Excuse this week’s title, but it’s a phrase I’ve kept coming back to over the last week. I was in the short loan section of the library a couple weeks ago and saw a few people had put Love in the Time of Cholera on hold, which seemed apt and if anything, a little ironic. It perhaps goes hand in hand with other reports that Pandemic is one of the most watched shows on Netflix as of late. It made me think more about dating and long distance relationships in this uncertain time, which, although could be seen as a relatively modern phenomenon, is probably one of the most common types of transnational exchange. If we think about how much of our history is shaped by letters and correspondence, even within our own course and the microhistories, biographies and such we have read- a fair amount has been between people who were in love but could not be together at the time.
Artists, politicians, writers have become famous for the sonnets, songs and poems crafted remotely and because of distance. This reiterates the importance of space within a study of global history, how the fact we write history/books/letters apart shapes the way in which we behave together. It begs the question of what time and distance does to writing, and research and the way in which things are composed. For scholars to work together previously, they would have to relay their ideas between each other, copy out new findings before hoping that it reaches their colleague or friend. The same can be said for academia today perhaps. The situation we find ourselves in will surely change the dynamic of the class because we are no all sat around a table in St Katherine’s Lodge, instead waiting for the audio feedback on Microsoft Teams to die down, and avoid talking over each other from the comfort of our own homes.
But back to the issue of letters, and long-distance transnational relationships. James Joyce wrote famously raunchy letters to his wife Nora Barnacle (which are amusing but perhaps not entirely class appropriate), Frida Kahlo’s letters exposed her more sensitive side, even exposing Oscar Wilde’s forbidden romance with Lord Alfred Douglas. Even my own grandparents. One of my long-standing unfinished projects (maybe I’ll finally get round to it in isolation) is digitising the letters my grandparents sent each other when they were courting for a year in 1960. Having both been trained as librarians, the letters are very well catalogued. It brings up a question I routinely come back to within my research and these blogs, that transnational links are often personal ones. We learn more about these well-known individuals through their letters, as the sources are ones not originally intended for the public eye. In this context, we gain a better understanding of their personalities, which contributes to a more rounded social and cultural history.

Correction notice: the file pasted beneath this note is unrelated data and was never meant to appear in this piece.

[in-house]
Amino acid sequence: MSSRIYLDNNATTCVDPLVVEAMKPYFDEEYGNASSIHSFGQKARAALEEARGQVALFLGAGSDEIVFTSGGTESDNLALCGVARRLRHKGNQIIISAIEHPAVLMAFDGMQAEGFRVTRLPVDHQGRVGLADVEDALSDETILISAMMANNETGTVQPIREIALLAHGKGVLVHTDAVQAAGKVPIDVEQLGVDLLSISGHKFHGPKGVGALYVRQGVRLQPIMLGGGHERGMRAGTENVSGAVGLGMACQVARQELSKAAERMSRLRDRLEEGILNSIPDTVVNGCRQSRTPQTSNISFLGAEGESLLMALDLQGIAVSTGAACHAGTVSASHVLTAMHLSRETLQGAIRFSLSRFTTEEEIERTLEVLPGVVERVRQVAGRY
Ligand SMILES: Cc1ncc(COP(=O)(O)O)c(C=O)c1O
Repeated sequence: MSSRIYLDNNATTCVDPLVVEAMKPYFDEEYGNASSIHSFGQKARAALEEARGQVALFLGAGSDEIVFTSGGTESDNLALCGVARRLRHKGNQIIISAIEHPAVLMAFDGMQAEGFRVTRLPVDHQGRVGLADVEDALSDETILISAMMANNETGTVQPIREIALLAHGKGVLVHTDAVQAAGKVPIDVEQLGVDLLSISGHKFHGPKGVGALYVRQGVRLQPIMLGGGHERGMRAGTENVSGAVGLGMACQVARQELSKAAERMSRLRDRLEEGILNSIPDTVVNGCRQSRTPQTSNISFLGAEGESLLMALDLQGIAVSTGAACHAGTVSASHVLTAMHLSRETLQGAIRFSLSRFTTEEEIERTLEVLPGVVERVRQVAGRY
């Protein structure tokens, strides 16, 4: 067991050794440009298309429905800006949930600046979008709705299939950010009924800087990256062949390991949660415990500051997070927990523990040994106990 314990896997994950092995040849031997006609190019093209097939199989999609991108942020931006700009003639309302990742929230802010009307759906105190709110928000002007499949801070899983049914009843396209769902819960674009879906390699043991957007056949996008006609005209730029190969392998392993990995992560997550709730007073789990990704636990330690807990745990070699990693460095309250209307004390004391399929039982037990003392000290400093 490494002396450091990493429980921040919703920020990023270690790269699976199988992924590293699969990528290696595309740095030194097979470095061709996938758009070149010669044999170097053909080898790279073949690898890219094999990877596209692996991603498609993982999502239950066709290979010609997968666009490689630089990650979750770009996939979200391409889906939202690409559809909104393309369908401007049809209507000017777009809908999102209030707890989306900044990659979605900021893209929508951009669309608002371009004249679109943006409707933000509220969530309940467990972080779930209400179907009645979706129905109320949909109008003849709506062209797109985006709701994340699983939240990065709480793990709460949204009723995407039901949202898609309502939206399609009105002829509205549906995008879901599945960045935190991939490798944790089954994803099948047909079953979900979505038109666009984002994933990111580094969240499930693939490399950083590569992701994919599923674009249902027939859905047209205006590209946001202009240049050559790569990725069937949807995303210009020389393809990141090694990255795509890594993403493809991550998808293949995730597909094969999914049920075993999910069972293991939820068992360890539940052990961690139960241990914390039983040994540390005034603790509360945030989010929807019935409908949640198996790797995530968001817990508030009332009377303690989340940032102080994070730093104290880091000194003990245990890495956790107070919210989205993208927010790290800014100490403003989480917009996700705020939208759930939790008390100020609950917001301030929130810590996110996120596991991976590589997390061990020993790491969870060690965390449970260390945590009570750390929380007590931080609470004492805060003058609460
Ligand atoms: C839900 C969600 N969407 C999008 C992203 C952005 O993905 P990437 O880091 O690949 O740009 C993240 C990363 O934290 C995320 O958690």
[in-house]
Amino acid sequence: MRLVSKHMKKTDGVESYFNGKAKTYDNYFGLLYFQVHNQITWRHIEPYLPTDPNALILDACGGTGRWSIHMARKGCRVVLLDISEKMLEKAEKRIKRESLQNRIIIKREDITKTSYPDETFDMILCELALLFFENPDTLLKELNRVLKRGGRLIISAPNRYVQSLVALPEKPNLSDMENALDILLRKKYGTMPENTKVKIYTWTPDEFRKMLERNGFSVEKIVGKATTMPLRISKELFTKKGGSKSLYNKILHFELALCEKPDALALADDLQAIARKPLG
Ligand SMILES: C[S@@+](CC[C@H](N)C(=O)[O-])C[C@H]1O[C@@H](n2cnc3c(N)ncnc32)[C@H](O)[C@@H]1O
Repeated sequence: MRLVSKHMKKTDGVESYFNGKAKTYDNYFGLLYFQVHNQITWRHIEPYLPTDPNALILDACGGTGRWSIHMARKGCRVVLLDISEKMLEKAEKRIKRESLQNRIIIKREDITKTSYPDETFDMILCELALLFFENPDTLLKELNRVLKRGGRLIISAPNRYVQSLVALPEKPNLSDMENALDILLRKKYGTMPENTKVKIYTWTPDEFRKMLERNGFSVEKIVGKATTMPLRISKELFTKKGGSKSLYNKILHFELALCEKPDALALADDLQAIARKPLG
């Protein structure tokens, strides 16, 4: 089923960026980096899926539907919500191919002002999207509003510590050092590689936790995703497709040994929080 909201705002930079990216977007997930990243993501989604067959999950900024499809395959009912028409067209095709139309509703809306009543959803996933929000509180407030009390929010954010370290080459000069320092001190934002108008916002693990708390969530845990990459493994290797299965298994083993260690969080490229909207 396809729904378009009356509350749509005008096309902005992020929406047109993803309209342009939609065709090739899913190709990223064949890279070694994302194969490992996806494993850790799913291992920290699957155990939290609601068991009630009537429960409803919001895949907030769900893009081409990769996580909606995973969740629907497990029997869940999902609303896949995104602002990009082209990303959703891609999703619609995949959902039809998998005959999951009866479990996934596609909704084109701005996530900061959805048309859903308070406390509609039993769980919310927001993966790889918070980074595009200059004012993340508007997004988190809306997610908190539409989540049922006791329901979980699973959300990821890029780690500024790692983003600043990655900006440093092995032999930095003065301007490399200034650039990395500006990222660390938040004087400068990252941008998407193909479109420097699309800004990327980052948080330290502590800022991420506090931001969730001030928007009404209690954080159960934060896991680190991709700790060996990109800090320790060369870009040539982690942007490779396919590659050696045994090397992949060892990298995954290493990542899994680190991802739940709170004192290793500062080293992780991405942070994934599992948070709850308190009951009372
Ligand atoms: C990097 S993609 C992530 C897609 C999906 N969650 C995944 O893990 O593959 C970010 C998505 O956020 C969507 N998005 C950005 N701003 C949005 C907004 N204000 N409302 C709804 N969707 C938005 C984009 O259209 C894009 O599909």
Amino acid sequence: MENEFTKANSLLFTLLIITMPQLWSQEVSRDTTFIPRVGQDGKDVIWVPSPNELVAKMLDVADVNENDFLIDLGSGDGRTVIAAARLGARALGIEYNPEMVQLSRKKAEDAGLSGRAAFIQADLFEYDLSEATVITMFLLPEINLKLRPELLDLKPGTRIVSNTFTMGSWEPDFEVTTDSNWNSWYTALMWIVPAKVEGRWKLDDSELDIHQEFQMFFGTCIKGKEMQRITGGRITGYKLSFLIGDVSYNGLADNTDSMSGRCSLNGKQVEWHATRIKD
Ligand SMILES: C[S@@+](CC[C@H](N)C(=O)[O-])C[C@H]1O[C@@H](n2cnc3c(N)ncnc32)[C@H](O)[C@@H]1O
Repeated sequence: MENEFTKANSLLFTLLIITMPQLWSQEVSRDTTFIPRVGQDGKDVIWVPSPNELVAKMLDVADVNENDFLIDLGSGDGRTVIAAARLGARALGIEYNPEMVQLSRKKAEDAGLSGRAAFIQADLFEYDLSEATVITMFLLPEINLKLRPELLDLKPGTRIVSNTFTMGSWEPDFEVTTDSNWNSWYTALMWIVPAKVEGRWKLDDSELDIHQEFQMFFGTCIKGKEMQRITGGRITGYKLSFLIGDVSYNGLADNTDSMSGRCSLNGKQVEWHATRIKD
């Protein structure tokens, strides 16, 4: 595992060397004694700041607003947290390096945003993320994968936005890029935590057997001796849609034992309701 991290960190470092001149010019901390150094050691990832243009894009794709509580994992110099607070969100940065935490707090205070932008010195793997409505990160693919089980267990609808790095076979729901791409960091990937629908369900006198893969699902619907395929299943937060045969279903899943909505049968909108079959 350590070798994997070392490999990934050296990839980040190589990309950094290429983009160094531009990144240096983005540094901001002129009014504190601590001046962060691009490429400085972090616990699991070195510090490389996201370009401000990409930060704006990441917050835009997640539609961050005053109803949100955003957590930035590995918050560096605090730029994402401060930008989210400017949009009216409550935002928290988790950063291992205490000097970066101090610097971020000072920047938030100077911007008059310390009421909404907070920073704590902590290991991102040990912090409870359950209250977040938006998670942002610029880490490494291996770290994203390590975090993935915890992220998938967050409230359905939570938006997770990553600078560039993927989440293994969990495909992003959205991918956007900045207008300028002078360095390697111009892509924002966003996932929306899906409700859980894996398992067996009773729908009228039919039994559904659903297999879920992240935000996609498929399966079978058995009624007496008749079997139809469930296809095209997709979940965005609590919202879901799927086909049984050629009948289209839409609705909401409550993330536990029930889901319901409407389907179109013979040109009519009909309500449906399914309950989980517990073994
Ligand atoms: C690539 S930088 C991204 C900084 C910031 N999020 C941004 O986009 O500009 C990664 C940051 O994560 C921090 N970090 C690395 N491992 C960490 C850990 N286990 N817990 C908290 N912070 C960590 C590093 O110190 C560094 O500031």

A few days ago, a question was posed during one of Boris Johnson’s press conferences, following the call he made to essentially put the UK in lockdown. If one has a significant other, are they allowed to visit/hang out/go on as usual? The response that they should perhaps use this as an opportunity to test their relationship by moving with each other, seemed blunt. I wonder how many couples will plunge their relationships effectively into the deep end. It also made me think about people now separated, by different cities and countries. How will historians map correspondence in the time of coronavirus? Letters are a clear snapshot into how someone is feeling in a particular moment. Yet we cannot capture the videocalls, facetimes and other ways in which people date each other in this modern age in the same way. Zoom has recorded a spike in its downloads and usage, but these statistics tell us little about the sentiment around love in the time of corona. Are we able to link where these people are calling each other, whether or not there has been an increase in letter writing, the usage of online dating apps? How will we remember this pandemic in the future, in the romance novels, action films and memoirs that are written? I wonder if there will be micro historians who look back to our current social contexts and consider those who behaved and those who transgressed, and their reasons for doing so.